I can talk about race in the classroom

Over the last few months I have been researching and designing a unit that any parent, volunteer or teacher could use in an elementary school classroom to foster a race positive environment that enhances the cultural competence of the group. I have been collaborating with Sam’s 3rd grade teacher, who opened her doors wide to the offer after I had been volunteering all year-once a week during math (of all things-not my forte). After building relationships with the students, and her, it was an easy and seamless transition for Sammy’s mom to be reading stories and talking to the kids about who they see, and often don’t see in books.

I can see myself in the books I read
I can see myself in the books I read

The impact of this unit-which we delivered once a week for four weeks-is palpable in her classroom.  The comfort level students have with talking about people of all colors, about race, and difference, and the changes we all can make on our communities is evident in their larger discussions now about history, fiction, and current events. It feels different when you walk in the room–a cohesiveness that I didn’t feel before exists now.  Granted, I am biased. But, as soon as I find a way to measure such a shift empirically I will!

This weekend I will be presenting this curriculum along with other components of my; “I can talk about race in the classroom” workshop to administrators, educators and education majors in Augusta. A few months ago I presented another version of this to a group of students pursuing a masters in counseling. This June, I am speaking to a symposium on early childhood educators. This is wildly satisfying work, and after years of volunteering to do it, it is gratifying to be sought out and paid!

Eventually I hope to offer the curriculum itself through this site, or another avenue. This was one of my big goals for working part time this year, and it feels really exciting to see it in action. Have any of you done work of this nature in the schools in your community? What were your discoveries? Or if you haven’t but would like to, what do you feel would be most helpful to get you started with your planning?

Gathering the poem (week 3 of 52)

gathering a poem, week 3
gathering a poem, week 3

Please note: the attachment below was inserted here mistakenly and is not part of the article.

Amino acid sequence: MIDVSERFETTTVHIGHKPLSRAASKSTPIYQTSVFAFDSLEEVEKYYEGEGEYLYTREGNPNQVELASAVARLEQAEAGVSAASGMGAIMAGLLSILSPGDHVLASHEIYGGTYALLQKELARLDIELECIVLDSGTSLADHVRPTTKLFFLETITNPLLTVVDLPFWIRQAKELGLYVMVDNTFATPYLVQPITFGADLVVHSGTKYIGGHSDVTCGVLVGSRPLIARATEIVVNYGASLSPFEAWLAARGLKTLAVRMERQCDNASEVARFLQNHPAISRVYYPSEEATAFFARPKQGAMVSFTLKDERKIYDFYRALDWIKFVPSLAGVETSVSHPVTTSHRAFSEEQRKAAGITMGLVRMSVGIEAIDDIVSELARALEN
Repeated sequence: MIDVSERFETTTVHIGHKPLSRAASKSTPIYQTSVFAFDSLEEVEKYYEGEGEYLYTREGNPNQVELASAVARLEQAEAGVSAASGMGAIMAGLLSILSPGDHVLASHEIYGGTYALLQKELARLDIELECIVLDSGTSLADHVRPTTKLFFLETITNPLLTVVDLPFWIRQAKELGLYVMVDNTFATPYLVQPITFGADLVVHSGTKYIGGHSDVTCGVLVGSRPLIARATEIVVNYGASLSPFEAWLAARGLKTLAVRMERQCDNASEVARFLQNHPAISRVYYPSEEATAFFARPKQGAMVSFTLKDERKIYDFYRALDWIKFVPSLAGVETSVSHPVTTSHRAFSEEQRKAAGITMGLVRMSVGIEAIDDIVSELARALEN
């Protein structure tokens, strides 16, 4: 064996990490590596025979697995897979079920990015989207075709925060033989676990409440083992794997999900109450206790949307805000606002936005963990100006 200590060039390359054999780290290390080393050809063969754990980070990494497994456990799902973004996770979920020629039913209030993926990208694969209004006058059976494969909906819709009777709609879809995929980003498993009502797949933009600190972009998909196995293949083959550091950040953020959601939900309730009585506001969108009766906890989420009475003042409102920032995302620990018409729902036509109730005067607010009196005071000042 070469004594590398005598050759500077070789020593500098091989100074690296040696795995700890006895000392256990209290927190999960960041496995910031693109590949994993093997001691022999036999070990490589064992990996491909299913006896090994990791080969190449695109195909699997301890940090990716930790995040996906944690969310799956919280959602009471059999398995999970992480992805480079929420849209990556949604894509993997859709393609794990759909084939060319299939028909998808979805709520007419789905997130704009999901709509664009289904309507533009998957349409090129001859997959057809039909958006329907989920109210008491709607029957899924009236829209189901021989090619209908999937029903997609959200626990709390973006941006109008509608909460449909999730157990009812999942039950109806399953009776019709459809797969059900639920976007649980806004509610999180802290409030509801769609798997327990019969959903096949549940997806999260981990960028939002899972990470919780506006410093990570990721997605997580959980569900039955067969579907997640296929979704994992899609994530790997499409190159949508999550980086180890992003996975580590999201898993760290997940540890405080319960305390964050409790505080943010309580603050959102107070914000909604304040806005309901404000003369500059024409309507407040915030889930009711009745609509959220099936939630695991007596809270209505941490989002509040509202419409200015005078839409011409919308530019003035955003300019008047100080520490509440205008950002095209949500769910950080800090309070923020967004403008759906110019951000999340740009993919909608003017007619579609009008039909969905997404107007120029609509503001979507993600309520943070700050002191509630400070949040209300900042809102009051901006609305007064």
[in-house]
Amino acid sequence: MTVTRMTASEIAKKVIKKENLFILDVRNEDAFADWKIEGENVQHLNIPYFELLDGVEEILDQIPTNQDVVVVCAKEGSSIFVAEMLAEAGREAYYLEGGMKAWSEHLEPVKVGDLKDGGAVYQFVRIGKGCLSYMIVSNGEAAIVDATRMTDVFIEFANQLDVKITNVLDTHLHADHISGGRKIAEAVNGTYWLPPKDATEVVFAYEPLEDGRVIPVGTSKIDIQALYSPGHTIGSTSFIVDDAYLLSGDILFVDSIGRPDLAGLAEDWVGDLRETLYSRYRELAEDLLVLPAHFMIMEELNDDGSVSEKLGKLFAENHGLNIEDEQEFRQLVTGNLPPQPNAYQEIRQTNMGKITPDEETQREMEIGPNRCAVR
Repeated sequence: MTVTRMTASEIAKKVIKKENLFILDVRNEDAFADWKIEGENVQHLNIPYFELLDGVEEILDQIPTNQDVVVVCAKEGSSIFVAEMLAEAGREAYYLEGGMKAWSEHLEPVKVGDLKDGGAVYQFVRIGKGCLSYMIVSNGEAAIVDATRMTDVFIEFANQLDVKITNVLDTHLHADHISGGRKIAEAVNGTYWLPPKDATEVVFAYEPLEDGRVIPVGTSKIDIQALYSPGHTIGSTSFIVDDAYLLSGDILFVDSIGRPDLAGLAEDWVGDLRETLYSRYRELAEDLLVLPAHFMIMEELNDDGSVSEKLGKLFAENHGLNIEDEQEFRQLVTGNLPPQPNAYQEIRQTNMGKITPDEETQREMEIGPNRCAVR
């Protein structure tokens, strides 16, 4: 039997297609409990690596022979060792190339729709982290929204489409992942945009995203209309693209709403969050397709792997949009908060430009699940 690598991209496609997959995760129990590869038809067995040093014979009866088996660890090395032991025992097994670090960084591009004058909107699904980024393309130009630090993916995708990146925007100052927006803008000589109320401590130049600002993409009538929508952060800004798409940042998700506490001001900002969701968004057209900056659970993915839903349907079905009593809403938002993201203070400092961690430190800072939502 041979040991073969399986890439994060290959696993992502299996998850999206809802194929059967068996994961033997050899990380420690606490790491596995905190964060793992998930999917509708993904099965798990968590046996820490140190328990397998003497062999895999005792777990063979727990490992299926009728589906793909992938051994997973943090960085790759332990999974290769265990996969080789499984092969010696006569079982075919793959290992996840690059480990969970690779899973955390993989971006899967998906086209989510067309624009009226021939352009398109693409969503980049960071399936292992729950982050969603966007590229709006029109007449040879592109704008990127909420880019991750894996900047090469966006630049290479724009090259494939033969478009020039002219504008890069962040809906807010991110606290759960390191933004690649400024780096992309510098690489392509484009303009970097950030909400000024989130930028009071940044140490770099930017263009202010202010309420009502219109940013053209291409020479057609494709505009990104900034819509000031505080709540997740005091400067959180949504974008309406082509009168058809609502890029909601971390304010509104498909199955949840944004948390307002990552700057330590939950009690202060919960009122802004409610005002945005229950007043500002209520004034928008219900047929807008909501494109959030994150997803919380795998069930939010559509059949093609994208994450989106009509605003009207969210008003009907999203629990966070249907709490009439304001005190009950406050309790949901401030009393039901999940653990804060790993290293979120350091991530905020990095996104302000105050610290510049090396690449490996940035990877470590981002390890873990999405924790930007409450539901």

Each week for one year, I have set out to write a poem. The process, as outlined here, includes a visit to a body of water weekly where I “gather” material for the poem (I force myself to draft a complete poem at that time-knowing it will be revisited) and some sustained writing time during the week, so that I can “publish” (print and paste in my poetry journal) one a week. Marcel has joined me for two of the “gatherings”.  Every week a montage is made to help me remember fleeting thoughts, lines, nuances, sounds, and the other stuff of a poem.

This week’s poem-which is still in process–but which I will share, because it delights me for several reasons is inspired by Marcel, and this playground which will I imagine be a significant part of their childhood landscape. Continue reading “Gathering the poem (week 3 of 52)”

When a Sunday is a Sunday


One of the most remarkable things I have noticed about my shift to part time so far, is that a Sunday has become truly a day of rest.  For the past eight or so years,  Sunday was anything but restful for me. Sunday was the day to get everything accomplished: the laundry, the house cleaning, the groceries, the bills, the return calls, and emails, the to do lists, the arrangements for help the following week, the fall clothes out and ready, the summer clothes packed or given away. Sunday was when my Monday obligations would crawl up into my spine as soon as I stopped working on my Sunday ones. Sunday was often sewn with guilty thread around the edges for the time I wasn’t spending at play with the boys.

Now that I do not go into work on Monday, I have this day to write, and tend, and connect, and take care of what else I need to. It allows Sunday’s potential to spread her arms upward to the sky and be whatever we want her to.  Yesterday that looked like almost eight hours at the skatepark, a picnic, coaching Marcel’s soccer team, cooking a delicious dinner, and an early night to bed. My sense is that this is wildly close to what I dreamed a Sunday could like with my family.